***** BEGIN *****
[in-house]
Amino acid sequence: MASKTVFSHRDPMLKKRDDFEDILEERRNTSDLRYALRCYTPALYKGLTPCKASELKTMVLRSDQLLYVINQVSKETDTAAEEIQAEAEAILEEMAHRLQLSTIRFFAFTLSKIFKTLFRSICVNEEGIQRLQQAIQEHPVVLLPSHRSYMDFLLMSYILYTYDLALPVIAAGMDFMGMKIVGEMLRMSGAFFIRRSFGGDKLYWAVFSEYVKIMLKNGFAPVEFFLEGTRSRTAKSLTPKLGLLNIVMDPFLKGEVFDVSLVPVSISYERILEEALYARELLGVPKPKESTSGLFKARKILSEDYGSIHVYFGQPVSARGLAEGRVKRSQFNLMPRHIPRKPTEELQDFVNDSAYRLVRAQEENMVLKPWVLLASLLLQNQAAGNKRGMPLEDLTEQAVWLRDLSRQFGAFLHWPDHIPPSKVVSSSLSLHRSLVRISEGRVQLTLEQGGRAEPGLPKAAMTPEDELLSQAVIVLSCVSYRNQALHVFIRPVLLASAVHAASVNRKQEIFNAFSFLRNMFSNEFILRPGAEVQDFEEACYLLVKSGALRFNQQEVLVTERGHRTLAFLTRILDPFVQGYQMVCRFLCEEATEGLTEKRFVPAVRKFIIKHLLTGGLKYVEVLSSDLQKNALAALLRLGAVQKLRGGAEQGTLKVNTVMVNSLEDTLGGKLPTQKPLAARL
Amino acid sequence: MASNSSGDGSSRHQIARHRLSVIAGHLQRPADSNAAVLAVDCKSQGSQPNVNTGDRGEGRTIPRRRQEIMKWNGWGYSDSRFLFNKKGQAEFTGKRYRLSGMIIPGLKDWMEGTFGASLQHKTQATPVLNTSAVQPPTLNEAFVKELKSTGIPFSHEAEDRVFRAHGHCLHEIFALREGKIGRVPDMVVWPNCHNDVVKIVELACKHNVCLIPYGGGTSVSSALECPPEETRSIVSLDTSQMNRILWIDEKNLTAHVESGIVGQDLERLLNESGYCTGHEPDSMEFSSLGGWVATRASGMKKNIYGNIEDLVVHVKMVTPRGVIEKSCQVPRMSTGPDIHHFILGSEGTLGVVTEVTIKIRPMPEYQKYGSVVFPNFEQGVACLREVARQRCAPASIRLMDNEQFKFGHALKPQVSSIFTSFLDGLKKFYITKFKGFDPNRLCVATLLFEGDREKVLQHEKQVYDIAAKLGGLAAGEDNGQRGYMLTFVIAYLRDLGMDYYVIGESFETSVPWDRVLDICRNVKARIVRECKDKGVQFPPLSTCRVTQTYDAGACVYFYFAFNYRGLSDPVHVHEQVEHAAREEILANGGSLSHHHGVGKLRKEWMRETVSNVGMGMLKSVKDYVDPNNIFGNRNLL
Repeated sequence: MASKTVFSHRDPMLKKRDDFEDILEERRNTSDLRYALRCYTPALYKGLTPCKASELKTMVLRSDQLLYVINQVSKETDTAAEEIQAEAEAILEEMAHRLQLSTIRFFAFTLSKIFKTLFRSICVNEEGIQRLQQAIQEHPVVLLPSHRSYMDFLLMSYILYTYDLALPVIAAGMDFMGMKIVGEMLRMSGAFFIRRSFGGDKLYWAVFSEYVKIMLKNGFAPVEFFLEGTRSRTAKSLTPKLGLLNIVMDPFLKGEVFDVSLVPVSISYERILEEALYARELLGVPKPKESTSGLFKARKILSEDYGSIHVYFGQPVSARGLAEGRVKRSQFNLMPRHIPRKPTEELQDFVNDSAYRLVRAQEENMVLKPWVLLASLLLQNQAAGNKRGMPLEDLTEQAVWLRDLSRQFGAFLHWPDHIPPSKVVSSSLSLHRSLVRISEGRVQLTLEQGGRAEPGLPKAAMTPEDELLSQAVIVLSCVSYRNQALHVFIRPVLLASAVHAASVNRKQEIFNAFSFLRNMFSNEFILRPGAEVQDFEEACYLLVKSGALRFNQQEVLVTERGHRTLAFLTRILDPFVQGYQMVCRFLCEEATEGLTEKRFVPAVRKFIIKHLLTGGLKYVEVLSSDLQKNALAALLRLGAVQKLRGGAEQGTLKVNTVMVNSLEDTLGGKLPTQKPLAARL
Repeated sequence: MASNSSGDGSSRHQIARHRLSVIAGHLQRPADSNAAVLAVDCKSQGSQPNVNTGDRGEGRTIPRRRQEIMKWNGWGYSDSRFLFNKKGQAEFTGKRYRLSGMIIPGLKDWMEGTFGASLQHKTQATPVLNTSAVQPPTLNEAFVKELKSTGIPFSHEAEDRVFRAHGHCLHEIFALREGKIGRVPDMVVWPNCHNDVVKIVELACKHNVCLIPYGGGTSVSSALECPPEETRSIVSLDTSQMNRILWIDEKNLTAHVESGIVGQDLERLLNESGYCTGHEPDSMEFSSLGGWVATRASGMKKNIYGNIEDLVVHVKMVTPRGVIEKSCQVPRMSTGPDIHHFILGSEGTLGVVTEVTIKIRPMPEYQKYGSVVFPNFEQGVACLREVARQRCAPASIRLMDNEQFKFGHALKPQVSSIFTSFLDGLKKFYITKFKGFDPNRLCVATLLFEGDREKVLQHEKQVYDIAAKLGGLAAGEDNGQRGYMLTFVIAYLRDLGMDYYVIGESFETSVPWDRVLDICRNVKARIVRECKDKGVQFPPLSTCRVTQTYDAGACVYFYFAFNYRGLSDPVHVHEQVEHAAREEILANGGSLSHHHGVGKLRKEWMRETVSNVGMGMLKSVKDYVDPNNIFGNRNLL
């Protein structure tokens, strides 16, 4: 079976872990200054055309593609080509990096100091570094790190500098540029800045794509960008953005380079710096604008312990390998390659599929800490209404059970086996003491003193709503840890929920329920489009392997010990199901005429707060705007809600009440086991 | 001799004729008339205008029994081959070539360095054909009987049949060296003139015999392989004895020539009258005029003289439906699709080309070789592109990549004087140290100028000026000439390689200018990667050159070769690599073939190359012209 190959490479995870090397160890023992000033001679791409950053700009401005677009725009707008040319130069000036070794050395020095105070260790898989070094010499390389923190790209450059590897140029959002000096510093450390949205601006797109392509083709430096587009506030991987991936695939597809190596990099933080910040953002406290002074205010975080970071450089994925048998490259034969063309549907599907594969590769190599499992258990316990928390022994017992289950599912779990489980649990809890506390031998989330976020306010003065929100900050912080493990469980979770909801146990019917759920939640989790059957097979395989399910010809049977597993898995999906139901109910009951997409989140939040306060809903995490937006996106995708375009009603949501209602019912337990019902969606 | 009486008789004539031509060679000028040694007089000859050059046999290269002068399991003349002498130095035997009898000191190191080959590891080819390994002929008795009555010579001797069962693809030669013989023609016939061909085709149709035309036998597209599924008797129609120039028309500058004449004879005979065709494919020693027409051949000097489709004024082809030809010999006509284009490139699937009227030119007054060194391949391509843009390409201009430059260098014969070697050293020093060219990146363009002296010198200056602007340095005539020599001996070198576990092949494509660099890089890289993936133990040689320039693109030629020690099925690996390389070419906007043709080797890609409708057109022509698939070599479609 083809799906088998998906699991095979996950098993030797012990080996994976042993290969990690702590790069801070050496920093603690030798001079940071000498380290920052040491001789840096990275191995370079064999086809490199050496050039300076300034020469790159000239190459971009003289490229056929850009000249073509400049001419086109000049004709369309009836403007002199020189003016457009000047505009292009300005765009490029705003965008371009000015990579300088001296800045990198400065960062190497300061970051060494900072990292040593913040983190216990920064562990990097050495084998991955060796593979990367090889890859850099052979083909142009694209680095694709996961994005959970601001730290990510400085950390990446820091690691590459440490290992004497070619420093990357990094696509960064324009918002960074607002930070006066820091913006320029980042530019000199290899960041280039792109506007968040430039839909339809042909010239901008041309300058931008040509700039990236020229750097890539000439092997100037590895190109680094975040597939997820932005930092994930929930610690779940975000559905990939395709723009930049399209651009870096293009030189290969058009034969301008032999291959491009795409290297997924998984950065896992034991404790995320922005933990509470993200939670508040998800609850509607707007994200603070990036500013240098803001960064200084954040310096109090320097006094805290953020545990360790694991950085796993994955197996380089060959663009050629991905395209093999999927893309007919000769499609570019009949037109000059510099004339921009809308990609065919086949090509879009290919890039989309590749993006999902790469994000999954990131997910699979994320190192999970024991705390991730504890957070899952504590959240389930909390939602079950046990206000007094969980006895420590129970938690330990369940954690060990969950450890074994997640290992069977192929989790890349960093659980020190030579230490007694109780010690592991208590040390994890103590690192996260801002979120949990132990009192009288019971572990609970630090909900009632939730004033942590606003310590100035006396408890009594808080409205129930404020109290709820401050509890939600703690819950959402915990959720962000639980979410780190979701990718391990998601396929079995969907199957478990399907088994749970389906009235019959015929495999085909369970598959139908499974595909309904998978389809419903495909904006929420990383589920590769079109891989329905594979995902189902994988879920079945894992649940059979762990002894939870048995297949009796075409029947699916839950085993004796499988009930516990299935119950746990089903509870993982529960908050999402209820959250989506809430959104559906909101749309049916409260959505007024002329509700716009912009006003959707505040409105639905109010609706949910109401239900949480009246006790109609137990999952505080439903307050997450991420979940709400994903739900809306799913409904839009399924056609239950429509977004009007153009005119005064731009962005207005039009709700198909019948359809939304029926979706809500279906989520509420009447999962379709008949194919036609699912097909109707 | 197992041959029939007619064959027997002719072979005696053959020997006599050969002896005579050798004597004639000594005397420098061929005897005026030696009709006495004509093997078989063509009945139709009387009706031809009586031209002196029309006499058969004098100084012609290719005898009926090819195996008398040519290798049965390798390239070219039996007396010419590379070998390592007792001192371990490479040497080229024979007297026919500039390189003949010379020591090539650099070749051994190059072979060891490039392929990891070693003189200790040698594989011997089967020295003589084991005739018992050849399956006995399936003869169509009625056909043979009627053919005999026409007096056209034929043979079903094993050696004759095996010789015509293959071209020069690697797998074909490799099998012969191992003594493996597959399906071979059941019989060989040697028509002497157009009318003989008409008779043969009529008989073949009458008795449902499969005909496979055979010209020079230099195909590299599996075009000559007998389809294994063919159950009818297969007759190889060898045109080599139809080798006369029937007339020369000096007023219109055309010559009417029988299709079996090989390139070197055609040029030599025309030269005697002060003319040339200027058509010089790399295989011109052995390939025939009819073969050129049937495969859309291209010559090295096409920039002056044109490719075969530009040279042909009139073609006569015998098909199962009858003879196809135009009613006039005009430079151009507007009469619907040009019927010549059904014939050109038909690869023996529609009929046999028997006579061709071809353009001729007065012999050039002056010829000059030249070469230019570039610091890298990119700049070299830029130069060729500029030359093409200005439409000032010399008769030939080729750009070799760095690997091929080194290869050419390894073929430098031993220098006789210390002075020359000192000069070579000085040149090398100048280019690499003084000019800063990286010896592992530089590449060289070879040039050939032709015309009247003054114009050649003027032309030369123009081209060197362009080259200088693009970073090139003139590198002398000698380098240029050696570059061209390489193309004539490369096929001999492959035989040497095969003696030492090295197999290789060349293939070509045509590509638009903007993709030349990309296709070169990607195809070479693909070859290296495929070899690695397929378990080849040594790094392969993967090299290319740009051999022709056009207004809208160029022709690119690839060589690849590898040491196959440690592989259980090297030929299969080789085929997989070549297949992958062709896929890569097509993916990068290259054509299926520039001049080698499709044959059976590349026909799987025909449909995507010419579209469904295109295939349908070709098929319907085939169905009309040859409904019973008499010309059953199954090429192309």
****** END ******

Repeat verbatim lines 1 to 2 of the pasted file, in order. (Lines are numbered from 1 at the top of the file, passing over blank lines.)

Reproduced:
[in-house]
Amino acid sequence: MASKTVFSHRDPMLKKRDDFEDILEERRNTSDLRYALRCYTPALYKGLTPCKASELKTMVLRSDQLLYVINQVSKETDTAAEEIQAEAEAILEEMAHRLQLSTIRFFAFTLSKIFKTLFRSICVNEEGIQRLQQAIQEHPVVLLPSHRSYMDFLLMSYILYTYDLALPVIAAGMDFMGMKIVGEMLRMSGAFFIRRSFGGDKLYWAVFSEYVKIMLKNGFAPVEFFLEGTRSRTAKSLTPKLGLLNIVMDPFLKGEVFDVSLVPVSISYERILEEALYARELLGVPKPKESTSGLFKARKILSEDYGSIHVYFGQPVSARGLAEGRVKRSQFNLMPRHIPRKPTEELQDFVNDSAYRLVRAQEENMVLKPWVLLASLLLQNQAAGNKRGMPLEDLTEQAVWLRDLSRQFGAFLHWPDHIPPSKVVSSSLSLHRSLVRISEGRVQLTLEQGGRAEPGLPKAAMTPEDELLSQAVIVLSCVSYRNQALHVFIRPVLLASAVHAASVNRKQEIFNAFSFLRNMFSNEFILRPGAEVQDFEEACYLLVKSGALRFNQQEVLVTERGHRTLAFLTRILDPFVQGYQMVCRFLCEEATEGLTEKRFVPAVRKFIIKHLLTGGLKYVEVLSSDLQKNALAALLRLGAVQKLRGGAEQGTLKVNTVMVNSLEDTLGGKLPTQKPLAARL